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What is the Internet of Everything – and Why Should You Care?

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The Internet of Everything attempts to connect all manner of everyday devices to each other, and to the Internet. It’s the ultimate smart home, with connected “smart” refrigerators, microwave ovens, thermostats, televisions, and even medical systems, all interacting with each other and with you – and with your car, your mobile phone, your tablet, and your entire community. In this article, author Michael Miller discusses the Internet of Everything – what it is, what it might be, and why it matters.
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The old Internet ran on and was accessed by personal computers. You logged onto the Internet via your friendly neighborhood Internet service provider, checked your email, and visited those websites you liked to visit. It was very much a you-connected-to-them sort of thing.

That's changed a little over the past few years, due to the emergence of the mobile web. Now, instead of connecting to the Internet via your computer, you connect via your smartphone or other mobile device. You still do pretty much the same things (checking email, tweeting, surfing the web), but now you do them from wherever you might happen to be.

But even that is changing. The Internet of tomorrow won't be so device dependent, or even people dependent. Instead of connecting people to online information (or to other people online), we will be connecting things – smart devices, smart homes, smart offices, even smart cities. This is what some call the Internet of Everything (IoE), and it will have a huge impact on the way we live our lives.

Welcome to the Internet of Everything

The Internet of Everything – sometimes called the Internet of Things – revolves around a new generation of smart devices connected together in an autonomous fashion. That is, any given device will be able to connect, via the Internet, to any other given device and share data and information between them. What happens with all this connectivity and large-scale data sharing is somewhat beyond the scope of most of our imaginations. All we know is that this "smart connectivity" will enable each device – and the people using them – to do more things, more intelligently, and more quickly than ever before.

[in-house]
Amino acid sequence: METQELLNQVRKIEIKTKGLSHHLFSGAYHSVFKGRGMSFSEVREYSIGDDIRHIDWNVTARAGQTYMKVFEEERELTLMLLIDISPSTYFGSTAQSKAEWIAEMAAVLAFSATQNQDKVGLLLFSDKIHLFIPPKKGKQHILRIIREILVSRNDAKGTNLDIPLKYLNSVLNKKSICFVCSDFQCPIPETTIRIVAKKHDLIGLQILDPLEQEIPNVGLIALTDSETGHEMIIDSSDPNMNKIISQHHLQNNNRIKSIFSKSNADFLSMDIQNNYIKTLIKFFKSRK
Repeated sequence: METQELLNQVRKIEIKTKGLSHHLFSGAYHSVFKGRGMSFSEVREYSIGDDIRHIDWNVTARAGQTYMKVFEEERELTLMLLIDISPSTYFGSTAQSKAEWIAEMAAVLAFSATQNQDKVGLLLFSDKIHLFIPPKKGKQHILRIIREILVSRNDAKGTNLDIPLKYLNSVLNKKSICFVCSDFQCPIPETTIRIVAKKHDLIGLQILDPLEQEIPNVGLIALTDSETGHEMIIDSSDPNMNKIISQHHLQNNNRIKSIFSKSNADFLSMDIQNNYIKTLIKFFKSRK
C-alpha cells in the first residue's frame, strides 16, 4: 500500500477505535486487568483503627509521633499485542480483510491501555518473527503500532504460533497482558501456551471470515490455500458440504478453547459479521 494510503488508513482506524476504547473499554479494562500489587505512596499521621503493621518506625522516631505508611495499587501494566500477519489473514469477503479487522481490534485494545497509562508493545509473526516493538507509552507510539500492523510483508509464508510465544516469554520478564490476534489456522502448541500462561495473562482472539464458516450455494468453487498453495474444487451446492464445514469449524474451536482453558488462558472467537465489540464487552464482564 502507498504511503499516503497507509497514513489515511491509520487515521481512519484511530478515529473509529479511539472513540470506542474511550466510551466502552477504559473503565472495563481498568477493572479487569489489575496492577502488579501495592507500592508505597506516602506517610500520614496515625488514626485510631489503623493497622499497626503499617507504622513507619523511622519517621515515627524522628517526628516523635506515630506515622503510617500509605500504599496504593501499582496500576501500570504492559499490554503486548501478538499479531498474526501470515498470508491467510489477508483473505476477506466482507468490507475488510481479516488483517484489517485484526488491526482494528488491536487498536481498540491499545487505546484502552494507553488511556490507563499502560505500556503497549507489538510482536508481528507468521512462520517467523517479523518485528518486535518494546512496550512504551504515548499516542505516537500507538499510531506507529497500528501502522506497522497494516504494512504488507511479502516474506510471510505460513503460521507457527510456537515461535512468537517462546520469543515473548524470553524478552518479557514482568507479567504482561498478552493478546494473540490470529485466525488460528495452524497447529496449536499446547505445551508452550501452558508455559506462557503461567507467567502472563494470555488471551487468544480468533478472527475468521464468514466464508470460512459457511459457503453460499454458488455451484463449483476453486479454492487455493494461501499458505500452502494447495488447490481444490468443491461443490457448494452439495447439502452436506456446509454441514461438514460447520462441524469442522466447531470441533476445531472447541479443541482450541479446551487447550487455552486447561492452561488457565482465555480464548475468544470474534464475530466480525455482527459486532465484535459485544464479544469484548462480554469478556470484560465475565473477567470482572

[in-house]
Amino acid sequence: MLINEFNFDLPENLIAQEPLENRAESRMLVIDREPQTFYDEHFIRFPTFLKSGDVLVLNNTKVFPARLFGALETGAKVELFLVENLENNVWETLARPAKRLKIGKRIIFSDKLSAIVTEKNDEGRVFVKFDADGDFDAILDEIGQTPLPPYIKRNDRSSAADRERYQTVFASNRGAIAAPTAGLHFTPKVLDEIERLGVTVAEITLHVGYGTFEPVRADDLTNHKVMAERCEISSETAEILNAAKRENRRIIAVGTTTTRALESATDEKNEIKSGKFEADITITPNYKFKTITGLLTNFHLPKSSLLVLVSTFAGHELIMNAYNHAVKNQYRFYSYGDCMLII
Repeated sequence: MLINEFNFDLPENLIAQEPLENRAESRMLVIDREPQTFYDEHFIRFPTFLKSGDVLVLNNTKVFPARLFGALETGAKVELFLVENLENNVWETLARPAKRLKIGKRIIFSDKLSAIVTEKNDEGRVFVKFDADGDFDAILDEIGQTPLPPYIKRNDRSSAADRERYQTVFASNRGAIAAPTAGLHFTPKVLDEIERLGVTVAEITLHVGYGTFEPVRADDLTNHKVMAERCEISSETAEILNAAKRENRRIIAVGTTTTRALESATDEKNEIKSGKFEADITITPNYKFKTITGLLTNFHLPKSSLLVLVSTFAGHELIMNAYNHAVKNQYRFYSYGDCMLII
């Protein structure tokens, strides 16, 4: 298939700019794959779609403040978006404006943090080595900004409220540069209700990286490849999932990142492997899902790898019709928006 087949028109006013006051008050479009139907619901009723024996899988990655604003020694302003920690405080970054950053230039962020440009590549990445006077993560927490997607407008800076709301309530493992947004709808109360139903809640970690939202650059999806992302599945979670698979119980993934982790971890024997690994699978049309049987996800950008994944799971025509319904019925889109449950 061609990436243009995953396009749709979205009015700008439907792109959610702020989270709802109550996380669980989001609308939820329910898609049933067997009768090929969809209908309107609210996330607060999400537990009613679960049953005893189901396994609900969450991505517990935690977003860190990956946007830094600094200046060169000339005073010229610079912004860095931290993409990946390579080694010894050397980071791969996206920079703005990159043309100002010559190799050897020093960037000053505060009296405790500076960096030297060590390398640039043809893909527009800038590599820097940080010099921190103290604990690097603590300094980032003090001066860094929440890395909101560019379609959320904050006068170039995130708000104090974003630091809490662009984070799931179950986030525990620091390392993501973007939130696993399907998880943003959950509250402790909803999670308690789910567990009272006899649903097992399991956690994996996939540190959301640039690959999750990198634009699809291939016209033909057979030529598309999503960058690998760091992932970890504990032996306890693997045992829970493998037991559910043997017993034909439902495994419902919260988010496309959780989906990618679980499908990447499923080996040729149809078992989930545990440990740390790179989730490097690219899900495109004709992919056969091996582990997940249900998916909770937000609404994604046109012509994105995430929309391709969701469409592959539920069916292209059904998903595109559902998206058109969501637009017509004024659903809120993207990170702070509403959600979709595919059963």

The IoE works under the assumption that just about any natural or man-made object can be provided with the ability to connect to the Internet, typically via WiFi, and then be assigned its own unique IP address. From there, it's a simple matter of determining just how a given device can benefit from being connected to the Internet.

These connected devices are typically called "smart" devices. Some of these smart devices are already here, in the form of smart phones, smart TVs, and (to some degree) smart cars. Others, such as smart appliances and smart aircraft (drones) are in development. But just about everything can be a smart thing on the Internet, including:

  •        Smart TVs
  •        Smart appliances
  •        Smart clothing (wearable tech)
  •        Smart cars
  •        Smart aircraft (drones)
  •        Smart homes
  •        Smart businesses
  •        Smart cities

As you might suspect, the Internet of Everything promises to be a really big deal – much, much bigger than today's more limited Internet. Experts believe that there will be between 26 to 30 billion devices wirelessly connected to the IoE by 2020.  Equipping almost every object in the world with minuscule identifying devices or machine-readable identifiers – and then enabling them to "talk" to each other and perform essential tasks – has the potential to dramatically transform daily life, for both average consumers and the businesses that serve them.

Perhaps the best way to think of what's coming is to compare it to the electrification of America (and the world) in the early 20th century. With the Internet of Everything, we will be connecting virtually every single thing in the world to every other thing in the world – and letting them all "talk" to one another. That's a big project that will change the world as we know it.